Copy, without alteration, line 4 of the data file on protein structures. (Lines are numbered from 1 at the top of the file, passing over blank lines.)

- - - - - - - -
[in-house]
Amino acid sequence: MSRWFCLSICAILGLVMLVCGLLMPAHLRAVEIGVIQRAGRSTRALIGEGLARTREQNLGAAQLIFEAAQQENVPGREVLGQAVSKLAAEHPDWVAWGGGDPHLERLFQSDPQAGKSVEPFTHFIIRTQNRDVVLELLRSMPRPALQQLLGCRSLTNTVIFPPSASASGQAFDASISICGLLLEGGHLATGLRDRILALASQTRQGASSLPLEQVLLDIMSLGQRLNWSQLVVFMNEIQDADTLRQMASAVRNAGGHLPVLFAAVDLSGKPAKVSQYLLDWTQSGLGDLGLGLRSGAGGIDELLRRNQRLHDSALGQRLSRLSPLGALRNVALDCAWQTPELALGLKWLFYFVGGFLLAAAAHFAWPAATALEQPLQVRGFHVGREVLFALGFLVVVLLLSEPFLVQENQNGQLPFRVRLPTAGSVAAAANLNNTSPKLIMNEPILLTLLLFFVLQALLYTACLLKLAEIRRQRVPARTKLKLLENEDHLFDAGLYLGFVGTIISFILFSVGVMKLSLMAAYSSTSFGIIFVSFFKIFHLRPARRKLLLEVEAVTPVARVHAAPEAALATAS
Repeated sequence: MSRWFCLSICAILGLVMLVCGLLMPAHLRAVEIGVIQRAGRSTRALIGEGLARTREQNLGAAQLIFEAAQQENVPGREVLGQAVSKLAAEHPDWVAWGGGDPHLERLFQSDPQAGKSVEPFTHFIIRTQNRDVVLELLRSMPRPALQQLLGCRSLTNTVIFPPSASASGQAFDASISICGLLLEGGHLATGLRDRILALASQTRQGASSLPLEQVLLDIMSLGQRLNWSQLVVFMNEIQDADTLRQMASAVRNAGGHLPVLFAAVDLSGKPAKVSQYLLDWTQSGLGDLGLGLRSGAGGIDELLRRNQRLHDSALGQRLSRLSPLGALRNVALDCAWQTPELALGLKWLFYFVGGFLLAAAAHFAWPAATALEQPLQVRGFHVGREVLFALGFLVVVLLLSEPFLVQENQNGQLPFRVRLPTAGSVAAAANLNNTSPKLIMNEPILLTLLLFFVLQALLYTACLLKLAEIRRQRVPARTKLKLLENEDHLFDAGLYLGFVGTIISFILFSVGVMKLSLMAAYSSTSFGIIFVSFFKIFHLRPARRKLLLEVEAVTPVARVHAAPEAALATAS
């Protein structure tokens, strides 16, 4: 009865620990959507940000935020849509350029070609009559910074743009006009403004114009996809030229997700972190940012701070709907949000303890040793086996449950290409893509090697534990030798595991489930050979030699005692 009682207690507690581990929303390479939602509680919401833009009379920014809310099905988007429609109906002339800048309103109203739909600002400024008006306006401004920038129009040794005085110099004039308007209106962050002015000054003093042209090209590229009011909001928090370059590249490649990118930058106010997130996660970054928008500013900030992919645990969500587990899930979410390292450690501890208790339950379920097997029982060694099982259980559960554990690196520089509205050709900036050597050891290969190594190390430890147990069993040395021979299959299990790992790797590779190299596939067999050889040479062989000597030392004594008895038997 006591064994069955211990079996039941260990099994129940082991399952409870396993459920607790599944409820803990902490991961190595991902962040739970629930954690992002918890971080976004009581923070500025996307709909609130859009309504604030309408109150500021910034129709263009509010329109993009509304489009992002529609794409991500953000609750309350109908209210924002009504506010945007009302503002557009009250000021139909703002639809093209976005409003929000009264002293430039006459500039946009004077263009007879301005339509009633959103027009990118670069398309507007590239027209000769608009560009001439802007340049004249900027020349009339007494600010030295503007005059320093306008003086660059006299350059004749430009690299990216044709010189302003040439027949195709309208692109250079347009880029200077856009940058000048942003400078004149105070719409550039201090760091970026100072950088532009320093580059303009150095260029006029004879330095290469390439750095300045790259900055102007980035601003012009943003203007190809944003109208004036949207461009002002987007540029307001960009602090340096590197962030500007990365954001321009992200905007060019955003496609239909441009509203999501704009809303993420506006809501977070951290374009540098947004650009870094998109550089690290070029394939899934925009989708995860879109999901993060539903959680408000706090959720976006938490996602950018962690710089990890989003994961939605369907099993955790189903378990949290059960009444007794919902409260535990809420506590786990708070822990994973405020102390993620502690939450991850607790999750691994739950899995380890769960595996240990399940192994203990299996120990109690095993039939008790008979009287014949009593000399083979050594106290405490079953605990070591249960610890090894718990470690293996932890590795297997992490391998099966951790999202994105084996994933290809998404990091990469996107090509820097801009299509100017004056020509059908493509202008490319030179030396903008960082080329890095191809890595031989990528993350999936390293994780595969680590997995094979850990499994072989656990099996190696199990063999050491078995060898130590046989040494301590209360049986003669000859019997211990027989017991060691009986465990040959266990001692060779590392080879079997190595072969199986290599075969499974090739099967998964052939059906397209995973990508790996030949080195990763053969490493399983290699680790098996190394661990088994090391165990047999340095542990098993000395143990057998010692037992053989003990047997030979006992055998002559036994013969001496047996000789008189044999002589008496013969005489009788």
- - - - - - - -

């Protein structure tokens, strides 16, 4: 009865620990959507940000935020849509350029070609009559910074743009006009403004114009996809030229997700972190940012701070709907949000303890040793086996449950290409893509090697534990030798595991489930050979030699005692 009682207690507690581990929303390479939602509680919401833009009379920014809310099905988007429609109906002339800048309103109203739909600002400024008006306006401004920038129009040794005085110099004039308007209106962050002015000054003093042209090209590229009011909001928090370059590249490649990118930058106010997130996660970054928008500013900030992919645990969500587990899930979410390292450690501890208790339950379920097997029982060694099982259980559960554990690196520089509205050709900036050597050891290969190594190390430890147990069993040395021979299959299990790992790797590779190299596939067999050889040479062989000597030392004594008895038997 006591064994069955211990079996039941260990099994129940082991399952409870396993459920607790599944409820803990902490991961190595991902962040739970629930954690992002918890971080976004009581923070500025996307709909609130859009309504604030309408109150500021910034129709263009509010329109993009509304489009992002529609794409991500953000609750309350109908209210924002009504506010945007009302503002557009009250000021139909703002639809093209976005409003929000009264002293430039006459500039946009004077263009007879301005339509009633959103027009990118670069398309507007590239027209000769608009560009001439802007340049004249900027020349009339007494600010030295503007005059320093306008003086660059006299350059004749430009690299990216044709010189302003040439027949195709309208692109250079347009880029200077856009940058000048942003400078004149105070719409550039201090760091970026100072950088532009320093580059303009150095260029006029004879330095290469390439750095300045790259900055102007980035601003012009943003203007190809944003109208004036949207461009002002987007540029307001960009602090340096590197962030500007990365954001321009992200905007060019955003496609239909441009509203999501704009809303993420506006809501977070951290374009540098947004650009870094998109550089690290070029394939899934925009989708995860879109999901993060539903959680408000706090959720976006938490996602950018962690710089990890989003994961939605369907099993955790189903378990949290059960009444007794919902409260535990809420506590786990708070822990994973405020102390993620502690939450991850607790999750691994739950899995380890769960595996240990399940192994203990299996120990109690095993039939008790008979009287014949009593000399083979050594106290405490079953605990070591249960610890090894718990470690293996932890590795297997992490391998099966951790999202994105084996994933290809998404990091990469996107090509820097801009299509100017004056020509059908493509202008490319030179030396903008960082080329890095191809890595031989990528993350999936390293994780595969680590997995094979850990499994072989656990099996190696199990063999050491078995060898130590046989040494301590209360049986003669000859019997211990027989017991060691009986465990040959266990001692060779590392080879079997190595072969199986290599075969499974090739099967998964052939059906397209995973990508790996030949080195990763053969490493399983290699680790098996190394661990088994090391165990047999340095542990098993000395143990057998010692037992053989003990047997030979006992055998002559036994013969001496047996000789008189044999002589008496013969005489009788």